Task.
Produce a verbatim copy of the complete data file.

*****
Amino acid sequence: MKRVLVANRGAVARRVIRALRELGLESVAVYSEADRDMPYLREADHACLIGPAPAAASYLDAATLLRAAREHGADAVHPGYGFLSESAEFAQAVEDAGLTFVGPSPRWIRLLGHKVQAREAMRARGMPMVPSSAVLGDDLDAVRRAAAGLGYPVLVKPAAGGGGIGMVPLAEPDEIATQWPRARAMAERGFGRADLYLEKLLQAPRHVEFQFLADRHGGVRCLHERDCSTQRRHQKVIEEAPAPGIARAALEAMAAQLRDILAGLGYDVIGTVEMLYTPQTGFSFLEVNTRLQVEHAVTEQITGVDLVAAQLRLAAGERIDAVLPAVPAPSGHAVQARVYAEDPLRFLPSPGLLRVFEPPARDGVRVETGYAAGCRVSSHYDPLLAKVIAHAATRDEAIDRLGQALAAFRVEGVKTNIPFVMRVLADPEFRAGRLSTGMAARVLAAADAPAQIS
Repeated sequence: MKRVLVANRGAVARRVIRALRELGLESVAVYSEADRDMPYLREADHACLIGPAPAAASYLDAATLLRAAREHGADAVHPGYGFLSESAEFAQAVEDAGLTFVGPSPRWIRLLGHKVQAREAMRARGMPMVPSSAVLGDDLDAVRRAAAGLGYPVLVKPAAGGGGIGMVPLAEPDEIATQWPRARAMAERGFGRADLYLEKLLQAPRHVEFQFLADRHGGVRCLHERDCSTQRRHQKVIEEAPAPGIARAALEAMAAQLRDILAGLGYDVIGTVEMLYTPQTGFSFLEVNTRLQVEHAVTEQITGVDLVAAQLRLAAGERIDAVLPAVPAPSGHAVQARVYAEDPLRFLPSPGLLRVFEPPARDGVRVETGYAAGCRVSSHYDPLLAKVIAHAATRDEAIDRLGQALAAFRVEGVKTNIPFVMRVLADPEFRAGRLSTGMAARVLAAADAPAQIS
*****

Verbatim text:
Amino acid sequence: MKRVLVANRGAVARRVIRALRELGLESVAVYSEADRDMPYLREADHACLIGPAPAAASYLDAATLLRAAREHGADAVHPGYGFLSESAEFAQAVEDAGLTFVGPSPRWIRLLGHKVQAREAMRARGMPMVPSSAVLGDDLDAVRRAAAGLGYPVLVKPAAGGGGIGMVPLAEPDEIATQWPRARAMAERGFGRADLYLEKLLQAPRHVEFQFLADRHGGVRCLHERDCSTQRRHQKVIEEAPAPGIARAALEAMAAQLRDILAGLGYDVIGTVEMLYTPQTGFSFLEVNTRLQVEHAVTEQITGVDLVAAQLRLAAGERIDAVLPAVPAPSGHAVQARVYAEDPLRFLPSPGLLRVFEPPARDGVRVETGYAAGCRVSSHYDPLLAKVIAHAATRDEAIDRLGQALAAFRVEGVKTNIPFVMRVLADPEFRAGRLSTGMAARVLAAADAPAQIS
Repeated sequence: MKRVLVANRGAVARRVIRALRELGLESVAVYSEADRDMPYLREADHACLIGPAPAAASYLDAATLLRAAREHGADAVHPGYGFLSESAEFAQAVEDAGLTFVGPSPRWIRLLGHKVQAREAMRARGMPMVPSSAVLGDDLDAVRRAAAGLGYPVLVKPAAGGGGIGMVPLAEPDEIATQWPRARAMAERGFGRADLYLEKLLQAPRHVEFQFLADRHGGVRCLHERDCSTQRRHQKVIEEAPAPGIARAALEAMAAQLRDILAGLGYDVIGTVEMLYTPQTGFSFLEVNTRLQVEHAVTEQITGVDLVAAQLRLAAGERIDAVLPAVPAPSGHAVQARVYAEDPLRFLPSPGLLRVFEPPARDGVRVETGYAAGCRVSSHYDPLLAKVIAHAATRDEAIDRLGQALAAFRVEGVKTNIPFVMRVLADPEFRAGRLSTGMAARVLAAADAPAQIS